Another major change is the shrinking of Thorndon, by removing the east side of the motorway (Hobson St, Selwyn Tce and Portland Cres etc) from its residential zone, and applying much higher city centre zone height limits in those areas.


But wait. The Spatial Plan identifies that the Council will be sequencing its infrastructure expenditure. In the next 10 years it will focus on improving the infrastructure in Tawa, Johnsonville, Te Aro, Adelaide Road and Newtown. Other suburbs will have infrastructure investment designed to support increased development in 10-20 years time.

Meanwhile, notwithstanding that caveat on wholesale development, pepper potting development will be able to occur across all these areas in a random way. If necessary, developments will be able to use large sewage holding tanks (like the Sharp building in Taranaki St), regularly emptied by a modern night cart.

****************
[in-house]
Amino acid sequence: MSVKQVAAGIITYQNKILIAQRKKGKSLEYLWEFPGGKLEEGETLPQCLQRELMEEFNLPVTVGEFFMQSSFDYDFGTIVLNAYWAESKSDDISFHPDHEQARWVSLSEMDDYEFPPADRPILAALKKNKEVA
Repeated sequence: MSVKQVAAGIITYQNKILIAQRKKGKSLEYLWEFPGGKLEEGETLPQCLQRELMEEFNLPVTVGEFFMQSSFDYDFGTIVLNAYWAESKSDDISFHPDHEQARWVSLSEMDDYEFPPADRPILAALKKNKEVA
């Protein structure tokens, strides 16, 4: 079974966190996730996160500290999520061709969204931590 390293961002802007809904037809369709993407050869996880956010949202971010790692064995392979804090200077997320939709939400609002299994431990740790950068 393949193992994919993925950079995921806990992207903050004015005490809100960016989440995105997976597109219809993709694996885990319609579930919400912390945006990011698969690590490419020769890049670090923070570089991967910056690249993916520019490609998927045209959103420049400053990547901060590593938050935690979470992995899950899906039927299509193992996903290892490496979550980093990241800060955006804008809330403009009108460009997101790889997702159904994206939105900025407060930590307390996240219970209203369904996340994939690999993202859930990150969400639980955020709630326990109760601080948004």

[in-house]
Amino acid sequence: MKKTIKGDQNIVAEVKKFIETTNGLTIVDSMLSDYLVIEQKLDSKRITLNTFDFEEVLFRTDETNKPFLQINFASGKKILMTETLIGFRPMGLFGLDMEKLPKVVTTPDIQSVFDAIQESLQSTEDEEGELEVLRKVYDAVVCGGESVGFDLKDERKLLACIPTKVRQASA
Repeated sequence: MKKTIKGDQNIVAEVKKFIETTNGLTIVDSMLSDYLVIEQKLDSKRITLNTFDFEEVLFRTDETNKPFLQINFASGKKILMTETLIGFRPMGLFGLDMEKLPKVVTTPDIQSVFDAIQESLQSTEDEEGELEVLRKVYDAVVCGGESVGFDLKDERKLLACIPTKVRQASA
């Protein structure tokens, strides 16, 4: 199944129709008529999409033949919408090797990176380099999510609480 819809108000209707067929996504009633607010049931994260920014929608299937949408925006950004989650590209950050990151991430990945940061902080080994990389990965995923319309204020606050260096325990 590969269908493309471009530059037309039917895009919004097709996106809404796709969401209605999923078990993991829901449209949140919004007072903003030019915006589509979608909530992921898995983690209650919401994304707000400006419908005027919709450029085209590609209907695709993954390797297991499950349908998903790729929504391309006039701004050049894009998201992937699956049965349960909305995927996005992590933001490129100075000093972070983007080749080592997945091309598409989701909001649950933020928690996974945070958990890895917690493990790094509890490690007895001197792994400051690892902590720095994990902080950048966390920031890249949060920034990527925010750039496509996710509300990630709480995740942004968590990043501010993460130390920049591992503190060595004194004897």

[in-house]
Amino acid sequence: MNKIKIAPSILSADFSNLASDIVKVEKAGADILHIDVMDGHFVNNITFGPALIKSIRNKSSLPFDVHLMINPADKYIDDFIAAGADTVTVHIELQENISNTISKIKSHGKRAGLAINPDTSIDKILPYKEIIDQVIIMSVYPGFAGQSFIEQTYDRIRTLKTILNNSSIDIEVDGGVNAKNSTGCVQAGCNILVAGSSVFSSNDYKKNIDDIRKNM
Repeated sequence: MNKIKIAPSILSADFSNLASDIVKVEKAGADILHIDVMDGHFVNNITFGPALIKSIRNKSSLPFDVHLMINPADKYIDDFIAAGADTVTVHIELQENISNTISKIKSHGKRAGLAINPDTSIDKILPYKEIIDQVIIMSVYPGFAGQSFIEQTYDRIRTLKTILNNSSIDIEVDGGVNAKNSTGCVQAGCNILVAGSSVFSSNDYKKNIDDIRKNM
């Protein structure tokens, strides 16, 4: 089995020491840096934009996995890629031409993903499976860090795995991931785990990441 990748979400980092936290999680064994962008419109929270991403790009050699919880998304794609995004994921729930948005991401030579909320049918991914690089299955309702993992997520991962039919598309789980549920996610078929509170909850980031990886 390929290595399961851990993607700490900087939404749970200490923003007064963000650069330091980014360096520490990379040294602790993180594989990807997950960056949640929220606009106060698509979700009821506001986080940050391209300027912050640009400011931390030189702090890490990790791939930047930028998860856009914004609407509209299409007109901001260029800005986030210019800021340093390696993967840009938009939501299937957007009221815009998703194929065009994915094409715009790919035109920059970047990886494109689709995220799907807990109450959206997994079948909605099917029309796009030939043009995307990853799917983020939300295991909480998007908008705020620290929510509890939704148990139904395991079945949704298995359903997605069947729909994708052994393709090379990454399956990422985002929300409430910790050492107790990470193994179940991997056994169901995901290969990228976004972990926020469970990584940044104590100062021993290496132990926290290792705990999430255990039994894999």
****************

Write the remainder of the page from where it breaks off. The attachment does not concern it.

This year, Councillors must be advised of residents’ views. Next year it will be crucial to make formal submissions. That’s when the legal process will kick off and you will need to make a formal submission on the “notified” District Plan in order to qualify to take your view before an independent hearing, (and then to head to Court). That is, assuming next year’s local elections don’t resolve matters satisfactorily.


  1. Jim the Yimby, 7. October 2021, 10:24

    I for one will be supporting these changes – and so will many of the city’s “younger” population – IE: those under 60. If you look at the feedback provided by age group, it swings in favour once you start looking at those under the 60 year age groups. These are the people who will be living with these changes. We can’t let the future of the city be dictated by small vocal community groups (largely represented by retired citizens) who have the time on there hands to make submissions. Just because people haven’t submitted, doesn’t make them imaginary.

    The new District Plan is to have conditions for affordable housing in it – as an incentive for developers. It’s not just affordable homes we are short of – it’s all housing in general. Please think of the benefits that this will bring to our city.

  2. Claire, 7. October 2021, 10:55